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Biography

I’ve been a geologist since I was a kid (much to my parents’ delight, since they so much enjoyed having piles of rocks around the house). And now, a long way from kidhood, physically if not mentally, I still love it. My jobs and travels have brought me face-to-face with landscapes and geology around the world, and I find the workings of our planet (and others) truly wondrous.

Being face-to-face with geology is not only a stimulating, but also a sobering, experience – it puts us firmly in our place. The natural world (not that we are in any way separate) demonstrates overwhelming power, scale – and subtlety. What we don’t know about it far outweighs what we do – and there, to me, is a large part of the fascination. I find the role of uncertainty in science and our daily lives – and the need for genuine creativity in dealing with it – endlessly intriguing. Uncertainty generates controversy, and I hope that, as this blog evolves, discussions and debates will develop.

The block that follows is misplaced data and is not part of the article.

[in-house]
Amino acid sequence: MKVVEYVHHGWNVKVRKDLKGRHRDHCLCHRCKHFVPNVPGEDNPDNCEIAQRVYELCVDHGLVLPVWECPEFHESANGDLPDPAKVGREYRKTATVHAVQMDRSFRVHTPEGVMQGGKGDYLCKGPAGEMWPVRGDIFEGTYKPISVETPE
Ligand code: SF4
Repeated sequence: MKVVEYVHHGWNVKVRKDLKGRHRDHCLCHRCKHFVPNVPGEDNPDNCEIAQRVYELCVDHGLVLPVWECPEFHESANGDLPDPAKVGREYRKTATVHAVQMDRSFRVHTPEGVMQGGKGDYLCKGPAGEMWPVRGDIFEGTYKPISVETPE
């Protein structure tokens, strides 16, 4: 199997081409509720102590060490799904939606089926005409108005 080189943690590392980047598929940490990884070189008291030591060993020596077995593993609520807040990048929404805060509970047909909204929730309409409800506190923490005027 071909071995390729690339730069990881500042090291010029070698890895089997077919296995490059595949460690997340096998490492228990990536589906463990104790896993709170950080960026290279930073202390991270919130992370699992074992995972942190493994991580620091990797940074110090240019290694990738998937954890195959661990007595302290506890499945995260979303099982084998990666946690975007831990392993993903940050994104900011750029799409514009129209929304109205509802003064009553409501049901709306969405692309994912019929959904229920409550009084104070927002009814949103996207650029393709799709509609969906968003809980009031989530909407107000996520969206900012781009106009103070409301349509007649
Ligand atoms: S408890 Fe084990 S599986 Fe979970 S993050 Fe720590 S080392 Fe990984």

This is the only planet we’ve got (for the realistic future) and we need to get to know it better. This blog uses sand, and the symbolism of a sandglass, as a means with which to view the Earth and our role on it. Sand carries with it the imagery of scale, from individual grains to “the sand of the sea, which cannot be measured or numbered.” And sand, through the sandglass, carries that evocative image of time and change – on our humble scale and on a geological scale.

Enough philosophy. Our planet and its workings constantly provide the unexpected, surprises, and mysteries – it’s my hope that this blog will do the same.